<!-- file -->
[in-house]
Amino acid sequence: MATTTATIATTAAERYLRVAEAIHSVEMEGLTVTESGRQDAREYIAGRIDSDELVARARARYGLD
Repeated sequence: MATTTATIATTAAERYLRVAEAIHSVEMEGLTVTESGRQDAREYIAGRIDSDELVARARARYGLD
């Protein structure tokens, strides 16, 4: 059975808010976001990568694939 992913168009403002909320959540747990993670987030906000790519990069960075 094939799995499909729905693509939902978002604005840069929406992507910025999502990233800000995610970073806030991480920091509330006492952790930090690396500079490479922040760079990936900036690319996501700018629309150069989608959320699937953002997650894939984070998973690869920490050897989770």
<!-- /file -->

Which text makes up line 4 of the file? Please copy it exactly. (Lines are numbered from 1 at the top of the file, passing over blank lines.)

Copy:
């Protein structure tokens, strides 16, 4: 059975808010976001990568694939 992913168009403002909320959540747990993670987030906000790519990069960075 094939799995499909729905693509939902978002604005840069929406992507910025999502990233800000995610970073806030991480920091509330006492952790930090690396500079490479922040760079990936900036690319996501700018629309150069989608959320699937953002997650894939984070998973690869920490050897989770």